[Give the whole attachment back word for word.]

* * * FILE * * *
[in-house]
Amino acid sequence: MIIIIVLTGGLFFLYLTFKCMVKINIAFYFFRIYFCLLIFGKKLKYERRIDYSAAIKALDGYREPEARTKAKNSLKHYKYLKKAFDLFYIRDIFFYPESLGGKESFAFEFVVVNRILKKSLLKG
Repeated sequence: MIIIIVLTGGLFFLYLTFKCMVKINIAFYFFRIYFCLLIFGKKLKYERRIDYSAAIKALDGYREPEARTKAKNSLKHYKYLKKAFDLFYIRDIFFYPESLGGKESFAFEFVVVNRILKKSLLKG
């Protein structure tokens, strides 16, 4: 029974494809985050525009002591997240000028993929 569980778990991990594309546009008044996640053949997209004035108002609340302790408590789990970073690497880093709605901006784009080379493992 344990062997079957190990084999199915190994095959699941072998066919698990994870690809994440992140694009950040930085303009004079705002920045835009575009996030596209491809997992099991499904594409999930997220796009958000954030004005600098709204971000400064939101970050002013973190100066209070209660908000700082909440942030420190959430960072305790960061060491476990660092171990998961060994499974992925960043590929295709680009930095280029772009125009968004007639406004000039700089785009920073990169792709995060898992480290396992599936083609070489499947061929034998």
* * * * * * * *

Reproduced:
[in-house]
Amino acid sequence: MIIIIVLTGGLFFLYLTFKCMVKINIAFYFFRIYFCLLIFGKKLKYERRIDYSAAIKALDGYREPEARTKAKNSLKHYKYLKKAFDLFYIRDIFFYPESLGGKESFAFEFVVVNRILKKSLLKG
Repeated sequence: MIIIIVLTGGLFFLYLTFKCMVKINIAFYFFRIYFCLLIFGKKLKYERRIDYSAAIKALDGYREPEARTKAKNSLKHYKYLKKAFDLFYIRDIFFYPESLGGKESFAFEFVVVNRILKKSLLKG
């Protein structure tokens, strides 16, 4: 029974494809985050525009002591997240000028993929 569980778990991990594309546009008044996640053949997209004035108002609340302790408590789990970073690497880093709605901006784009080379493992 344990062997079957190990084999199915190994095959699941072998066919698990994870690809994440992140694009950040930085303009004079705002920045835009575009996030596209491809997992099991499904594409999930997220796009958000954030004005600098709204971000400064939101970050002013973190100066209070209660908000700082909440942030420190959430960072305790960061060491476990660092171990998961060994499974992925960043590929295709680009930095280029772009125009968004007639406004000039700089785009920073990169792709995060898992480290396992599936083609070489499947061929034998």